It almost matches the Moto 360 with a 1.5in LCD display and a 360x326 resolution, resulting in a 240ppi pixel density. It’s both crisp and bright, but the big issue here is the black section at the bottom.
First seen on the original Moto 360, it’s been dubbed the ‘flat tyre’ and is there to house the ambient light sensor. Not only is it an eyesore, but it’s not there on other watches, such as the LG Watch Urbane and Huawei Watch (which
also has a higher resolution screen). You’ll want to use a dark or black watch face to hide it, but even then it ruins some of Fossil’s excellent built-in faces.
While most Android Wear smartwatches are powered by a Qualcomm Snapdragon 400 processor, Fossil has opted to use an Intel Atom Z34XX – as found in the Tag Heuer Connected Watch. There’s 1GB of RAM, which is double some rivals, though we haven’t noticed any difference compared to Qualcomm powered watches, and the Q Founder is nippy in use.
Inside is 4GB of storage and sensors such as a three-axis accelerometer and three-axis gyroscope for activity tracking. The watch will track your steps, but there’s no heart-rate monitor on the back. It also lacks built-in GPS. You’ll need to connect the watch over Bluetooth 4.1 to your Android or iOS device to get the full experience of notifications, though it also has built-in Wi-Fi, so it doesn’t need a companion device to work. A small hole on the left houses a microphone, so you can make voice commands and dictate messages.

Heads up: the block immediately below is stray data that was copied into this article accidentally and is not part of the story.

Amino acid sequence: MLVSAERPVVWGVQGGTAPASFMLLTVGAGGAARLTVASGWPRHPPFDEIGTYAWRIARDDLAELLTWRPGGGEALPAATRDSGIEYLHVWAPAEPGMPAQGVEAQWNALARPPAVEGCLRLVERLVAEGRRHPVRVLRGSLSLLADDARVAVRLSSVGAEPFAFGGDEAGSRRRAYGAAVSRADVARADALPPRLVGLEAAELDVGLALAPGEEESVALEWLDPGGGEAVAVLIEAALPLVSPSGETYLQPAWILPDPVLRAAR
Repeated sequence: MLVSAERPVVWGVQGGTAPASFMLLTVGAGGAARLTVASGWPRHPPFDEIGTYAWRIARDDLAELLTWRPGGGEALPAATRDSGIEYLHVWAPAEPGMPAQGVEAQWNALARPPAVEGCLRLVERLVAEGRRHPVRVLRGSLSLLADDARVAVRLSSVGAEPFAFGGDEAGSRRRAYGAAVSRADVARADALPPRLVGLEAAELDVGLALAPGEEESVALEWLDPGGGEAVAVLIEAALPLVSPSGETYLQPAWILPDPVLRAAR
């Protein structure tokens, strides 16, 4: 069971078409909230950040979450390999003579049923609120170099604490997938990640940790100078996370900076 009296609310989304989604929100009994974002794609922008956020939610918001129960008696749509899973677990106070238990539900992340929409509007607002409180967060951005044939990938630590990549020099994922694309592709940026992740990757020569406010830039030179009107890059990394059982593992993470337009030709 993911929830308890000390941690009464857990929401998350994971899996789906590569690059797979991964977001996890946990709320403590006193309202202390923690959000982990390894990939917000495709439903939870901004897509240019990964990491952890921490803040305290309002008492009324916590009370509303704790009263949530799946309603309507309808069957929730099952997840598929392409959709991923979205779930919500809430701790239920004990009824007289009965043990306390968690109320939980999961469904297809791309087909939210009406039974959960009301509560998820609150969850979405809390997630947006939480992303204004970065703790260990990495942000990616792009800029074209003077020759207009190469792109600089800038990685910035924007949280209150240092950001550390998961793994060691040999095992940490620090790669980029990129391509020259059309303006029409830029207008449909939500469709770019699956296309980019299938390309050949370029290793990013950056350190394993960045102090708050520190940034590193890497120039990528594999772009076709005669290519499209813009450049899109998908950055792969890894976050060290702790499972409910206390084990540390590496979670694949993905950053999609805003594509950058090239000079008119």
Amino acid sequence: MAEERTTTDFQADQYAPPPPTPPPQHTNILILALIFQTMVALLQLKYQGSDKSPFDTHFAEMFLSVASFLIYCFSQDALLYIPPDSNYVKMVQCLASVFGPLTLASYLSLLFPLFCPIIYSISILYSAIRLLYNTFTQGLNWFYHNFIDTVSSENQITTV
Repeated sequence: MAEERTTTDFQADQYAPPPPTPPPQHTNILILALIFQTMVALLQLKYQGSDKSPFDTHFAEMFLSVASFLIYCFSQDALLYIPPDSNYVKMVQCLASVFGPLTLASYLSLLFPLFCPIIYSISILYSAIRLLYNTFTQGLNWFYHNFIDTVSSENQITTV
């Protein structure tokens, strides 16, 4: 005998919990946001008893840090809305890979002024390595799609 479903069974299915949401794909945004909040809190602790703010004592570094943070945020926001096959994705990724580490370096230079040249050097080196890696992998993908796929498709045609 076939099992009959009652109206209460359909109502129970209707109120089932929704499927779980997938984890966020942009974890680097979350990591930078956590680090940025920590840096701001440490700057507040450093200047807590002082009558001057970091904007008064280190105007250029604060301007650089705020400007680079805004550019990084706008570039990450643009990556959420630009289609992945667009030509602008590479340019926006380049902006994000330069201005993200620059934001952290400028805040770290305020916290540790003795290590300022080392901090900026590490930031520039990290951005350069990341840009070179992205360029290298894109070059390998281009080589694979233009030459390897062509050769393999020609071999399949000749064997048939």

Since the Q Founder is running Android Wear, the experience doesn’t really differ from its rivals. It does, however, come with a range of preinstalled watch faces to add some value. These are customisable too, giving you the ability to change colours and information displayed on-screen, such as battery percentage, step progress, weather, date and time zone. As mentioned earlier, it’s just a shame they get cut off at the bottom by the flat tyre.
As usual, you’ll need the Android Wear app on your phone to get started, though Fossil has also created a companion app on which you can track your daily activity, manage notifications and customise your watch faces.
It’s clever that what appears to be part of the packaging is in fact the charger (see the above image), which includes an LED notification light. It charges wirelessly, though you’ll have to fit the watch over it.
No Android Wear smartwatch offers great battery life, so don’t expect anything more than a day’s use with the Fossil Q Founder, unless you set the screen brightness to low and barely use it. With light usage, we still had 25 percent battery after 24 hours, but realistically it will need topping up every night. We found that the 400mAh battery charged to nearly 50 percent in around 30 minutes, which isn’t too bad. On the downside, since the adaptor is so bulky, you’ll be loathe to carrying it around with you.
There’s no doubt that the Fossil Q Founder is a well-made and goodlooking Android Wear smartwatch at a competitive price. The hardware on offer is good, although some may miss the heart-rate monitor and GPS. As much as we love it, the flat tyre effect of the screen is a big drawback for us, stopping it being really great.